What do hobbyhorse riders, mysterious light phenomena and giant rabbits have in common? Well, not much, besides the fact that they're all featured in some awesome stories HowStuffWorks delved into this week. Keep reading to catch up on these stories and more you may have missed in the hustle and bustle of the week.
Researchers identified a new, supercool space weather phenomenon that's neither proton arc nor aurora and named it — (drumroll, please) — Steve. We promise, the actual phenomenon isn't nearly as mundane as the name. Read the article on the puzzling sightings here.
It's pretty hard to understand irrational fears because they're, well, irrational. But a phobia of clowns, harbingers of laughter, joy and silliness, can seem exceptionally unreasonable. How could anyone be afraid of them? A new episode of BrainStuff addresses that question. Listen to the podcast here.
Even the most zealous of Walt Whitman fans might not have known that the poet once worked as a men's health columnist under the pen name Mose Velor. Here's a tip, from the man himself: "The beard is a great sanitary protection to the throat — for purposes of health it should always be worn, just as much as the hair of the head should be." Interested in reading more of his wise words? Head to this article.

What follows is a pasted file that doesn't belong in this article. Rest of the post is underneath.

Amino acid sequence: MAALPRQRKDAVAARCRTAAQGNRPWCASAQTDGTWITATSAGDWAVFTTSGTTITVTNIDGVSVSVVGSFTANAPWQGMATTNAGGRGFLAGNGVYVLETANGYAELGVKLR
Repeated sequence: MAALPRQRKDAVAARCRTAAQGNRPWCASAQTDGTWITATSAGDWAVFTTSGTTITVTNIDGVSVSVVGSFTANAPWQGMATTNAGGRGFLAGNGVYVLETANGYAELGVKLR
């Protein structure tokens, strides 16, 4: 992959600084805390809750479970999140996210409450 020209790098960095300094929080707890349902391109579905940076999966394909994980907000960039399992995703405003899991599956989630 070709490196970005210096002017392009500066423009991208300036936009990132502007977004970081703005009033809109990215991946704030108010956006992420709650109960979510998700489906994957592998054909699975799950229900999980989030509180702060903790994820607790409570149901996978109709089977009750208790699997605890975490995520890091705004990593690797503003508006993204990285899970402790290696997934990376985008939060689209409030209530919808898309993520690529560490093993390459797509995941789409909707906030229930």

Sure, Walt Whitman's advice was probably helpful for some of his readers. But we could also get a health tip or two from the naked mole rat, which can survive for a while without oxygen by using fructose for fuel. Find out how the talented animals basically turn into plants in this article.
If we told you riding decorated hobbyhorses was an actual sport, would you believe us? No? Well, here's the article to back that up, straight from the horse's mouth.
Brunch: It's breakfast for late risers and lunch for eager eaters. The portmanteau is associated with some seriously tasty bites. But its history is also wrapped up in some problematic ideas. Hosts Lauren and Anney reveal the complex origins of the meal in a new episode of FoodStuff.
Idiot box, boob tube, noise box — the television has assumed many nicknames and has undergone many iterations since its inception. The TechStuff podcast takes us back to the device's beginnings, when the science was new and the social reception was a little less ... disparaging.
When you're tallying up potential nonhuman foes, you probably wouldn't put rabbits on the list. But if we said those rabbits were the size of a small human child, circumstances may change. Simon, a 3-foot, 5-inch (104-centimeter) rabbit, died on a recent flight, unfortunately — but he is survived by his record-breaking family of Continental Giant rabbits. Learn about the massive mammals and Simon's peculiar death in this new article.